Adoption is a process whereby a person assumes the parenting of another, usually a child, from that person’s biological or legal parent or parents, and, in so doing, permanently transfers all rights and responsibilities, along with filiation, from the biological parent or parents. Unlike Guardianship, adoption is intended to effect a permanent change in status and as such requires societal recognition, either through legal or religious sanction.
Who can place a child for adoption?
Either a birth parent or a licensed child-placing agency may place a child
Contact the Texas Department of Family and Protective Services at (512) 438-4800 and they can provide you a list of agencies.
Before an adoption can be finalized, the parental rights of at least one of the birth parents must be terminated by court order. Next, a petition for adoption must be filed with the proper court. If the petitioner is married, both spouses must join in the petition for adoption, and the child must live with the adoptive parents for at least six months. An ad litem for the child may be appointed and a social study, background check, and criminal history check of the adoptive parents must be performed. If the adoptive parents are the petitioners in the termination suit, the social study report must be completed and filed with the court before the court can terminate the parental rights of the birth parents. It will then be updated at the time of the adoption. A health, social, education, and genetic history report of the child must also be prepared (except in a stepparent adoption). Once these matters have been completed, a hearing is held for the court to determine if the adoption is in the best interest of the child.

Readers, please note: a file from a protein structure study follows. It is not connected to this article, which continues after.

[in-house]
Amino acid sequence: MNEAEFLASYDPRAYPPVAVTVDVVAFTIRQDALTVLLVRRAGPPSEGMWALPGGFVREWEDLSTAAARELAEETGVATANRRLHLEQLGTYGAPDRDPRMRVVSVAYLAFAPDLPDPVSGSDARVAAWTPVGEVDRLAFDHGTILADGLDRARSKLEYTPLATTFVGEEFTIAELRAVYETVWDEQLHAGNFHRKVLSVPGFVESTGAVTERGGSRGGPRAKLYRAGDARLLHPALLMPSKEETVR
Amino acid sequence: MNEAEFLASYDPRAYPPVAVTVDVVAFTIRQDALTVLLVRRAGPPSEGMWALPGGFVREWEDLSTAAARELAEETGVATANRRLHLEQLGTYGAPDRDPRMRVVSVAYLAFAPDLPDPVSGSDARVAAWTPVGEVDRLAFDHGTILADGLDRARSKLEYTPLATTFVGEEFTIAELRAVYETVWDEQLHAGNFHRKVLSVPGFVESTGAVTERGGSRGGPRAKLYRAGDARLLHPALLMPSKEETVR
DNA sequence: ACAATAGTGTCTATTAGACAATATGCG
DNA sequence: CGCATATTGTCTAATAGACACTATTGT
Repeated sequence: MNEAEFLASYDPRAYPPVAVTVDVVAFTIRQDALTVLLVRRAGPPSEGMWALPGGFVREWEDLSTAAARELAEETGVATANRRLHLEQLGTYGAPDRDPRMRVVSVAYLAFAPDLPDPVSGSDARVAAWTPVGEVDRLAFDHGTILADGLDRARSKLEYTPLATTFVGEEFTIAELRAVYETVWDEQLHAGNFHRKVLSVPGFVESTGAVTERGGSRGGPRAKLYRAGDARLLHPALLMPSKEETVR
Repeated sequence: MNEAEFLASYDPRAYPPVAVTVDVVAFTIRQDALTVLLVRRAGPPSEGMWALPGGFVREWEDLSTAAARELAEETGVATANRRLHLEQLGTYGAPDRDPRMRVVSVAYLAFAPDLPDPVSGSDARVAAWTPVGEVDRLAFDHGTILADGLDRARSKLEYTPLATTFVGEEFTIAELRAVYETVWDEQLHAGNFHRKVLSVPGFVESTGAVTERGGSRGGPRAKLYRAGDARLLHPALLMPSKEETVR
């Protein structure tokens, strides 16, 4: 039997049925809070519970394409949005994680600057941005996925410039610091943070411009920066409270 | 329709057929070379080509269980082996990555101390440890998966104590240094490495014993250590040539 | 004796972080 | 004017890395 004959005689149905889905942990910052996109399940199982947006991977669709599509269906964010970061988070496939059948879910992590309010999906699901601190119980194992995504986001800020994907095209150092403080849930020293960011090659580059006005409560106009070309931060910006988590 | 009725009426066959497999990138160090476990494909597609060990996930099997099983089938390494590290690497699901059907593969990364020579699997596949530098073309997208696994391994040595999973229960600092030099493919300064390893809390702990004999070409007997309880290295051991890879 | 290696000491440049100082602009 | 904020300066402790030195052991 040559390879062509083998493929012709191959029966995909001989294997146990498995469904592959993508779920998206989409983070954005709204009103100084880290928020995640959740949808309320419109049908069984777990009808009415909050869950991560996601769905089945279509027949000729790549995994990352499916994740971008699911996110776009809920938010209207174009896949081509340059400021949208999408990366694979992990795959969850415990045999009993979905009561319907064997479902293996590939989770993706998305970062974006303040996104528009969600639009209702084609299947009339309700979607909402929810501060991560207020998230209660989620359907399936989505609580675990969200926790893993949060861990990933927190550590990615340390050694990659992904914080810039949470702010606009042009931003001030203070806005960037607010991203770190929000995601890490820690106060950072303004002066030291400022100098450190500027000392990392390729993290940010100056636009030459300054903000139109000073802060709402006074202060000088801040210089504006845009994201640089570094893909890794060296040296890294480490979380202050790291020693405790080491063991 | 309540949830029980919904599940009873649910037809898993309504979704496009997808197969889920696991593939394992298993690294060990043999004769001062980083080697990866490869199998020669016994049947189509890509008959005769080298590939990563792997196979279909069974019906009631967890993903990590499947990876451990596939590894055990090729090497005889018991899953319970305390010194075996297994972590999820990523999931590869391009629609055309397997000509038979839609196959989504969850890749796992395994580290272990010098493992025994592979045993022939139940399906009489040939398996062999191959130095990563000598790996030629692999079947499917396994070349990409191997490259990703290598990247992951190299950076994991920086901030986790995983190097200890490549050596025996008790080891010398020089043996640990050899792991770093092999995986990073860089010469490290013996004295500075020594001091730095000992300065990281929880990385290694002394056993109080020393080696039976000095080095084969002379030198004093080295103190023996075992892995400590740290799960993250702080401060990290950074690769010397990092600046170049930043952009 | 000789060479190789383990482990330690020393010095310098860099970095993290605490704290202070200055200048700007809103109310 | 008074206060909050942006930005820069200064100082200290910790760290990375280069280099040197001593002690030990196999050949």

The Family Law Attorneys at The Pinkerton Law Firm have the experience, knowledge, and compassion to guide you through the process of Adoption.